AUGUSTA, Maine - On yet another cold and snowy day, the LePage administration presented its energy plan for 2015 to a panel of state lawmakers.
It includes provisions aimed at diversifying energy sources, and bringing the state's energy costs more in line with the rest of the nation.
The director of the Governor’s Energy Office, Patrick Woodcock, presented the 2015 state energy plan to the Legislature’s Energy, Utilities and Technology Committee. The plan builds on past efforts to diversify Maine’s energy sources to lower costs, but also concludes that a lot more needs to be addressed to bring Maine's energy costs in line with the rest of the nation.
Just after he was re-elected governor, Paul LePage underscored a major priority of his legislative agenda. "Energy, energy, energy," he said. "It is going to be the top item going into the Legislature."
Energy Office Director Patrick Woodcock has been working on the state energy plan since last summer. He says the broad goals of the plan are to lower energy costs, which are among the highest in the nation, and reduce carbon emissions to improve air quality.
And Woodcock told members of the Energy, Utilities and Technology Committee that, for most Mainers, energy is a pocketbook issue. "We all spend money on transportation, getting here today, electric bill, keeping the lights on," he said, "and third is keeping warm in the winter."
On average, that translates to an $80 a month electric bill, $250 a month for home heat and $260 a month for gasoline. That all adds up, he says, in an equation that places Maine first in the nation in how its citizens pay for energy, as a percentage of the state economy.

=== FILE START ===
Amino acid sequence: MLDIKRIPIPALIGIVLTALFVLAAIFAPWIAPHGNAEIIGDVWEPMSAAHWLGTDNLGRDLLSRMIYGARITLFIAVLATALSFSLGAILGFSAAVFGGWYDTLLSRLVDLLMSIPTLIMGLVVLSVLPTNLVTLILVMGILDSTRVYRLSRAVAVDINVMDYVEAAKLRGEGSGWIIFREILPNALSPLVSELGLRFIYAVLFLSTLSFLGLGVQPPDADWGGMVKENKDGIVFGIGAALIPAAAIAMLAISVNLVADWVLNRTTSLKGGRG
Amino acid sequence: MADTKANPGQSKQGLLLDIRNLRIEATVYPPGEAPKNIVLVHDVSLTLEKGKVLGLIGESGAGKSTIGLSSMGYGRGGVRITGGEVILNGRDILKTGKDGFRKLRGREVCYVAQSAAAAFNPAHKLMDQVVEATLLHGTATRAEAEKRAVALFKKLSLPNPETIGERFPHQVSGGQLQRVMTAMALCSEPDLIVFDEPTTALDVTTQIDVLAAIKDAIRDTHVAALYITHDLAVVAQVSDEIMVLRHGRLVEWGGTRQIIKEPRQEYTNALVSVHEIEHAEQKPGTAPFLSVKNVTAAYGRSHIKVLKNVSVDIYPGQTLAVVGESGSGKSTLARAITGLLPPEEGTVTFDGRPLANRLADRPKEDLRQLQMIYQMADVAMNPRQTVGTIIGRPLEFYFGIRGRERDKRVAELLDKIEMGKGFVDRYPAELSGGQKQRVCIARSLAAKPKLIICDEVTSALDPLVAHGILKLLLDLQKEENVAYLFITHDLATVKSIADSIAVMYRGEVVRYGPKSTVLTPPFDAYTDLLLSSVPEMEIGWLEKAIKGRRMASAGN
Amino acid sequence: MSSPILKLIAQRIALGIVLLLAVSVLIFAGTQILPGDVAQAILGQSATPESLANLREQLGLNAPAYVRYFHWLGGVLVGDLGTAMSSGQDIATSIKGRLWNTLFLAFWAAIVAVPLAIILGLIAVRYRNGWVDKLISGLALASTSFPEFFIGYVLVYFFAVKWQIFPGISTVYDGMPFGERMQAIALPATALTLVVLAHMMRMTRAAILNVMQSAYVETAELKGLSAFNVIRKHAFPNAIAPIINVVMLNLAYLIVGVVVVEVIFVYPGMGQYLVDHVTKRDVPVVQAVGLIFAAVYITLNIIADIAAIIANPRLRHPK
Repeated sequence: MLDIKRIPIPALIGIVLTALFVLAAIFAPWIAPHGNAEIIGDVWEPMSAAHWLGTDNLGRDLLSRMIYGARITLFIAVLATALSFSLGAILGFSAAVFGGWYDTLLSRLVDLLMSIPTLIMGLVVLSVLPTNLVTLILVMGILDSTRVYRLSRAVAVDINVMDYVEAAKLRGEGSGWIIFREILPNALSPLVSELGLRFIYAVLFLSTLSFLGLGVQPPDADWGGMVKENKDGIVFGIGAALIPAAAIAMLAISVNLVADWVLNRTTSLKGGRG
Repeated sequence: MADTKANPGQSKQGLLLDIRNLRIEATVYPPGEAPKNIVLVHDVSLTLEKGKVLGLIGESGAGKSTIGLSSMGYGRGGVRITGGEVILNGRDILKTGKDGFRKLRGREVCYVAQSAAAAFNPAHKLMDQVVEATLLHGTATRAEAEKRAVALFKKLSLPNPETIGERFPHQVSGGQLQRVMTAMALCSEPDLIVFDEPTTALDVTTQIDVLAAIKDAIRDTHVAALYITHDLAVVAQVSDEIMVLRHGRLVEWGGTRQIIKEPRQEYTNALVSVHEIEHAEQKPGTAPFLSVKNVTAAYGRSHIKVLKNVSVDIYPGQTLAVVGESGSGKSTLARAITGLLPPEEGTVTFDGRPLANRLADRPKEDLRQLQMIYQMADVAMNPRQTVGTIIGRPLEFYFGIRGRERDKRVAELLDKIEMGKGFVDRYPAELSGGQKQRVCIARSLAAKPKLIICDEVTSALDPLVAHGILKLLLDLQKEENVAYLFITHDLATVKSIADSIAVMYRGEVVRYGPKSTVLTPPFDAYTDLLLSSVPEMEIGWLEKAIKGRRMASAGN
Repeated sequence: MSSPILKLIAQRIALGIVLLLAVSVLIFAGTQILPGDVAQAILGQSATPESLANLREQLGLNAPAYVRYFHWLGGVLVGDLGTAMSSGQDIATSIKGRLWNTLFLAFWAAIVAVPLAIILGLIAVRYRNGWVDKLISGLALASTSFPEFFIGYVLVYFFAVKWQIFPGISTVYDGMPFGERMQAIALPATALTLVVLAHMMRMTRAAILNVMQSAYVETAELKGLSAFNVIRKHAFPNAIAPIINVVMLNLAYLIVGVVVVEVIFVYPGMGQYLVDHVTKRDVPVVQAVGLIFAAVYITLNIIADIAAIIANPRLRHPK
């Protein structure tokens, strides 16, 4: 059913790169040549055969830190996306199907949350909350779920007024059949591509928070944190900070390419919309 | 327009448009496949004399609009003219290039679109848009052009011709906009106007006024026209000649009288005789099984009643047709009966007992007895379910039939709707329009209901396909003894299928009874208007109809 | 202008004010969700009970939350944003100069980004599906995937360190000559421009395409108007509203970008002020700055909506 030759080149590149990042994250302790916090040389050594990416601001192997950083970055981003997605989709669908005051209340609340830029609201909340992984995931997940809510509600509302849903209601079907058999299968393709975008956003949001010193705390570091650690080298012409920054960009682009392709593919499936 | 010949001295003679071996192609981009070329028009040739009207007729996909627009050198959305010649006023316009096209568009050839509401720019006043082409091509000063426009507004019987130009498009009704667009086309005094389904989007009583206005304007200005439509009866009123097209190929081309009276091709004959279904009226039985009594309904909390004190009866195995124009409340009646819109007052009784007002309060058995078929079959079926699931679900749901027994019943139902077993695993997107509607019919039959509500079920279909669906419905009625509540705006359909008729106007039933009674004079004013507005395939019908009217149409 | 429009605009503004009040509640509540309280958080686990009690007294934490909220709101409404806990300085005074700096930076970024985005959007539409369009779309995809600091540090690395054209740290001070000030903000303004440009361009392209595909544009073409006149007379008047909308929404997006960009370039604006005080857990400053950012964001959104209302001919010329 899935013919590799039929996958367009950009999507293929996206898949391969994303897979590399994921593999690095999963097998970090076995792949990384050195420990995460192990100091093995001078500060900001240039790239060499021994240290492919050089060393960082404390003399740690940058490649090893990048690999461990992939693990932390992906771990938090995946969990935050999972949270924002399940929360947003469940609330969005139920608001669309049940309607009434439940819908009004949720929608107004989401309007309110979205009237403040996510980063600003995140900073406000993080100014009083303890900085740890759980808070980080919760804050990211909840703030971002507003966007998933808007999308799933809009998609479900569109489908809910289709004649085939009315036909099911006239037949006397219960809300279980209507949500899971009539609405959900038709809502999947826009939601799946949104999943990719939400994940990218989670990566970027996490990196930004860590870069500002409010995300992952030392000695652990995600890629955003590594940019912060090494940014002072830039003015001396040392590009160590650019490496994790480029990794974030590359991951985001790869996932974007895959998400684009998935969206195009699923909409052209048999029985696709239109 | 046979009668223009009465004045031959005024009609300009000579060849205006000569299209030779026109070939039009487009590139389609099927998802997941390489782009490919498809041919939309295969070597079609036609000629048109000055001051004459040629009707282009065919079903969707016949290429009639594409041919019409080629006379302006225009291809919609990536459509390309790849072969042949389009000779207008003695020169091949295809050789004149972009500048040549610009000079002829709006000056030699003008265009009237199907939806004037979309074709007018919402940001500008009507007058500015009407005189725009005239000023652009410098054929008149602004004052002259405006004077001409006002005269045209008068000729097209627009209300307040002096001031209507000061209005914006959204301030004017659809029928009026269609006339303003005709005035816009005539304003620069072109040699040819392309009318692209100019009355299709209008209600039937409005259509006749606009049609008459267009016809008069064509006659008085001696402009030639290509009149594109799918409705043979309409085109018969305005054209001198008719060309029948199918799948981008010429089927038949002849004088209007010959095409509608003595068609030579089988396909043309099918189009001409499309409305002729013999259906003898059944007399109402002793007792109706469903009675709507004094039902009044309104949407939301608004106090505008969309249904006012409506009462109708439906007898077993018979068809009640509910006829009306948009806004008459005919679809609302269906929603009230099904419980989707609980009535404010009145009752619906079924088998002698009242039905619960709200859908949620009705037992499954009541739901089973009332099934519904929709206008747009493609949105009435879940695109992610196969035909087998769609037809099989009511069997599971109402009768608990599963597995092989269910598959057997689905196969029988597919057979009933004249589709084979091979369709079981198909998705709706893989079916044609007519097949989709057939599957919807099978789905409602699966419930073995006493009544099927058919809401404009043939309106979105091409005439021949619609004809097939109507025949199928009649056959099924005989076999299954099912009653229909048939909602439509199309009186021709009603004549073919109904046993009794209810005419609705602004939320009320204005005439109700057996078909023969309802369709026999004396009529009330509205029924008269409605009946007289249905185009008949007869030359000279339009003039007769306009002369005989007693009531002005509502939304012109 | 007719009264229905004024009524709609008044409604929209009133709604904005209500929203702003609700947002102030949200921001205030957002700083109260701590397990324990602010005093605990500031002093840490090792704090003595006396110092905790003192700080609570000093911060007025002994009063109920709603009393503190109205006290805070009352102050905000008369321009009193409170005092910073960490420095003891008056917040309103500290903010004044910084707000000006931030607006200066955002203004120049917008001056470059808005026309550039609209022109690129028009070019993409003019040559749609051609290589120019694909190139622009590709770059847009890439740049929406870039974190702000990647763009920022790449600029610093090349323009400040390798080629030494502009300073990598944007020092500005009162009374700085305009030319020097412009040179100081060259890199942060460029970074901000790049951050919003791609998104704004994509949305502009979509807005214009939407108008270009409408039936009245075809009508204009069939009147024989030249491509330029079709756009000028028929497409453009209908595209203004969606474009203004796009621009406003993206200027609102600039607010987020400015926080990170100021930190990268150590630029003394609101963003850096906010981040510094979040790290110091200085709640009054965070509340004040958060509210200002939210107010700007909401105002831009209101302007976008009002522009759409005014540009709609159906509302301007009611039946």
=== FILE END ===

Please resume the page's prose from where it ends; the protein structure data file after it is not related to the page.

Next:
"Regrettably, we are at the top of the chart as a percentage of our economy that we dedicate to energy," Woodock said.
Maine’s percentage is double the national average and more than three times greater than California, which spends the lowest percentage of its economy for energy. And Woodcock says Maine relies on a somewhat unusual mix of energy sources for its electricity, with more than half the supply coming from renewable sources, such as wind and hydro.
"When you look at Maine’s uniqueness in our energy profile, it comes down to we use too much oil to heat our homes inefficiently and our building stock, our lowest-income folks are spending too much to just to get by with their energy bills," he says.
The plan recommends the state do a better job of weatherizing homes of low-income Mainers to reduce their energy consumption, while at the same time shifting them to less costly sources of energy to heat their homes. The plan recommends $10 million a year be set aside for that effort.
The plan calls for more use of natural gas in Maine, both for heating and for power generation. But Woodcock acknowledges that Maine can’t act alone to increase natural gas capacity.
"A lot of these challenges, these electric bills that are driving out our businesses - it comes down to what are our regional energy markets, what’s Massachusetts, what‘s Connecticut doing? We really have to have a plan regionally," he says.
Woodcock says that, earlier this week, the New England governors discussed the possibilities of a regional approach to handling both natural gas pipelines and electricity transmission facilities. Federal energy laws governing both areas will complicate that effort, says Woodcock, so he says policy discussions will have to include both federal agencies and Congress.
Legislation to implement dozens of specific recommendations has not yet been submitted.